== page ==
Washington Irving by Charles Dudley Warner


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The Project Gutenberg EBook of Washington Irving, by Charles Dudley Warner

This eBook is for the use of anyone anywhere at no cost and with
almost no restrictions whatsoever. You may copy it, give it away or
re-use it under the terms of the Project Gutenberg License included
with this eBook or online at www.gutenberg.net


Title: Washington Irving

Author: Charles Dudley Warner

Release Date: October 10, 2004 [EBook #3101]

Language: English

Character set encoding: ASCII

*** START OF THIS PROJECT GUTENBERG EBOOK WASHINGTON IRVING ***




Produced by David Widger





WASHINGTON IRVING

By Charles Dudley Warner

1891



EDITOR'S NOTE

WASHINGTON IRVING, the first biography published in the American Men of
Letters Series, came out in December, 1881. It was an expansion of a
biographical and critical sketch prefixed to the first volume of a new
edition of Irving's works which began to appear in 1880. It was entitled
the Geoffrey Crayon edition, and was in twenty-seven volumes, which were
brought out, in most cases, in successive months. The first volume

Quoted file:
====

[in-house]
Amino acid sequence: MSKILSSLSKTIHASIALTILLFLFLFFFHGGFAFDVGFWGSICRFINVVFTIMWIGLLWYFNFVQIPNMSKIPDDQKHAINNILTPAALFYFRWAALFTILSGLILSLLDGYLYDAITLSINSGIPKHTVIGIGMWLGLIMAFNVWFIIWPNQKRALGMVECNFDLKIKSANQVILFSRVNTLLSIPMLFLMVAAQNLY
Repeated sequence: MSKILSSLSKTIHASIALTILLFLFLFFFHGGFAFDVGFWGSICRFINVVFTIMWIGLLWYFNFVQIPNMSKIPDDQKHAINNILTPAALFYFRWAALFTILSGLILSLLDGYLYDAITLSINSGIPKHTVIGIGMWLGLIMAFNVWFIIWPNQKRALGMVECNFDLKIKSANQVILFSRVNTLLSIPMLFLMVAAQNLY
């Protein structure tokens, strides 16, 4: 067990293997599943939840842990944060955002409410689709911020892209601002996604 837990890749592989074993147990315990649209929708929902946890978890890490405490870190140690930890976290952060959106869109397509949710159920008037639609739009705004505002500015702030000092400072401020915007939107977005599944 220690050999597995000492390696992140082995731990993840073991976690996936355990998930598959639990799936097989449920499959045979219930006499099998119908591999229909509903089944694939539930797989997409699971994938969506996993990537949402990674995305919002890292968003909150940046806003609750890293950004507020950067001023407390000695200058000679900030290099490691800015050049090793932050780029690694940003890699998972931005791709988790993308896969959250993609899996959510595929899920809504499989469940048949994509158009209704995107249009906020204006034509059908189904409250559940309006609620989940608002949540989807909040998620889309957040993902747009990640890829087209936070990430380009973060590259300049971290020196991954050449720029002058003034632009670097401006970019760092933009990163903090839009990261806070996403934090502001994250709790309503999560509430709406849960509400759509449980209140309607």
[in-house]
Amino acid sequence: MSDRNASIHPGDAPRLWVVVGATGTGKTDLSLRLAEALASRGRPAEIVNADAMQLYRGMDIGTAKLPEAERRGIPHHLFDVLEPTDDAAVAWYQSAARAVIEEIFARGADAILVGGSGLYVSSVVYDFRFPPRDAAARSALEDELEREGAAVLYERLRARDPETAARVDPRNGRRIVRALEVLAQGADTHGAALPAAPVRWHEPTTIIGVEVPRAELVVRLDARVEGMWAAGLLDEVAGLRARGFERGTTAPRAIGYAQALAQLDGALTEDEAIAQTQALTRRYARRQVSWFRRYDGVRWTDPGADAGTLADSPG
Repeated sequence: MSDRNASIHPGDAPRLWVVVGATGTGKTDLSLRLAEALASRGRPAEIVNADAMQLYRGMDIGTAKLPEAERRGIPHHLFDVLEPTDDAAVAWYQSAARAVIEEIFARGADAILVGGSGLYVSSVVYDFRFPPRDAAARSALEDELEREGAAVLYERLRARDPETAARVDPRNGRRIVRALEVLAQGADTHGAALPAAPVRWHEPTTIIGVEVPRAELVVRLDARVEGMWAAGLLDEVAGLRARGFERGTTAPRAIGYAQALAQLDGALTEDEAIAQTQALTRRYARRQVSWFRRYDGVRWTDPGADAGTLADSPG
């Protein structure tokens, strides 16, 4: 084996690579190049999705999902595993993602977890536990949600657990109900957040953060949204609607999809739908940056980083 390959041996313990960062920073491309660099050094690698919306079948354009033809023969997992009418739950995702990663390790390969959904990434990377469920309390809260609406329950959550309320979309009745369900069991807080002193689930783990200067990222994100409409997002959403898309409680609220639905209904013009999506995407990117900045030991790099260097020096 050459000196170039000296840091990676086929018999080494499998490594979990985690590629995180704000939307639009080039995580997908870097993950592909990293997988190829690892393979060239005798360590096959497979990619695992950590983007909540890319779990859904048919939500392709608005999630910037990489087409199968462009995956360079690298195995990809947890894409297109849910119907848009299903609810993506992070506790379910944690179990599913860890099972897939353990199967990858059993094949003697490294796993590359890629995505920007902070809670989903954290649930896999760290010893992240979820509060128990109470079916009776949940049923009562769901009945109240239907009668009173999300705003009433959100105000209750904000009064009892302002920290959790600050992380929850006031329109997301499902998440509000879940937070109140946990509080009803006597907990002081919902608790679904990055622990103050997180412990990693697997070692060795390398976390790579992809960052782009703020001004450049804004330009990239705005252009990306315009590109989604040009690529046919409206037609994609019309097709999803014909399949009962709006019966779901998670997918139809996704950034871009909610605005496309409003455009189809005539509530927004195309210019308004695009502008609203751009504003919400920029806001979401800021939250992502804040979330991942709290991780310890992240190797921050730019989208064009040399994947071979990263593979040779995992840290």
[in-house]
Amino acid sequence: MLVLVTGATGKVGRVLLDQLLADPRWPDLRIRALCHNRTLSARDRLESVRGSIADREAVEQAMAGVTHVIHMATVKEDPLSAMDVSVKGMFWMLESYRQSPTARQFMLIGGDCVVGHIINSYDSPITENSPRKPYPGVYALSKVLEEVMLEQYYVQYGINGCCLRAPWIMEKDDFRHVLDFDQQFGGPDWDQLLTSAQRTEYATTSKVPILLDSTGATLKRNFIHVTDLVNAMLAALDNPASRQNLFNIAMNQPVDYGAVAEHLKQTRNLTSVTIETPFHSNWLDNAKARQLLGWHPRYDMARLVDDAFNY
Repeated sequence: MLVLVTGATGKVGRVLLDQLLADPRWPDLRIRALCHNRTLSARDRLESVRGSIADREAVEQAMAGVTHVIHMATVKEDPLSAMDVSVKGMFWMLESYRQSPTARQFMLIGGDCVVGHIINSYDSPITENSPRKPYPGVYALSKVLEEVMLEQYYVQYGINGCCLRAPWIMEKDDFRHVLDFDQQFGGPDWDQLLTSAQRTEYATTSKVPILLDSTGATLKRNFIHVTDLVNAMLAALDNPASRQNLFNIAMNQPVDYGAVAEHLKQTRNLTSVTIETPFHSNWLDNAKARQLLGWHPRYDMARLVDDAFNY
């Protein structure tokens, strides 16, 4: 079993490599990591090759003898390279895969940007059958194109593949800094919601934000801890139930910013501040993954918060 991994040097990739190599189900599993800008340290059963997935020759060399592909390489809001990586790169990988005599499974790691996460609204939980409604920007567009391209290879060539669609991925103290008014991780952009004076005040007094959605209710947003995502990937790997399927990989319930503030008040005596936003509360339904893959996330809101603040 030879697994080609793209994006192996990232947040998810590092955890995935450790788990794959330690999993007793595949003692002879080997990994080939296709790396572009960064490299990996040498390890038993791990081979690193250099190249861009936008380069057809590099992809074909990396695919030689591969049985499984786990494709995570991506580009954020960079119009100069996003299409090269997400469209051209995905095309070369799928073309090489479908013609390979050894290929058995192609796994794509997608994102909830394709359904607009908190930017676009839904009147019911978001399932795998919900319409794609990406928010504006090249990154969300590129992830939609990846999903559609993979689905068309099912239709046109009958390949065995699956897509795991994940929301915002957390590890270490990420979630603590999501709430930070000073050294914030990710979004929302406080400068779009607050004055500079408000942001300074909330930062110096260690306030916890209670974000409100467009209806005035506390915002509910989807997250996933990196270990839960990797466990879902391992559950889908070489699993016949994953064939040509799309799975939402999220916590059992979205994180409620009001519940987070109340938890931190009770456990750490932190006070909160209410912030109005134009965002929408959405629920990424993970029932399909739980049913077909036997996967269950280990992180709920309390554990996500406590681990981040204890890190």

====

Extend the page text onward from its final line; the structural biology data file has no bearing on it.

appeared in April. The essay was subsequently published during the same
year in a volume entitled "Studies of Irving," which contained also
Bryant's oration and George P. Putnam's personal reminiscences.

"The Work of Washington Irving" was published early in August, 1893.
Originally it was delivered as a lecture to the Brooklyn Institute of
Arts and Sciences on April 3, 1893, the one hundred and tenth anniversary
of Irving's birth.

T. R. L.




WASHINGTON IRVING


I

PRELIMINARY

It is over twenty years since the death of Washington Irving removed that
personal presence which is always a powerful, and sometimes the sole,
stimulus to the sale of an author's books, and which strongly affects the
contemporary judgment of their merits. It is nearly a century since his
birth, which was almost coeval with that of the Republic, for it took
place the year the British troops evacuated the city of New York, and
only a few months before General Washington marched in at the head of the
Continental army and took possession of the metropolis. For fifty years
Irving charmed and instructed the American people, and was the author who
held, on the whole, the first place in their affections. As he was the
first to lift American literature into the popular respect of Europe,
so for a long time he was the chief representative of the American name
in the world of letters. During this period probably no citizen of the
Republic, except the Father of his Country, had so wide a reputation as
his namesake, Washington Irving.

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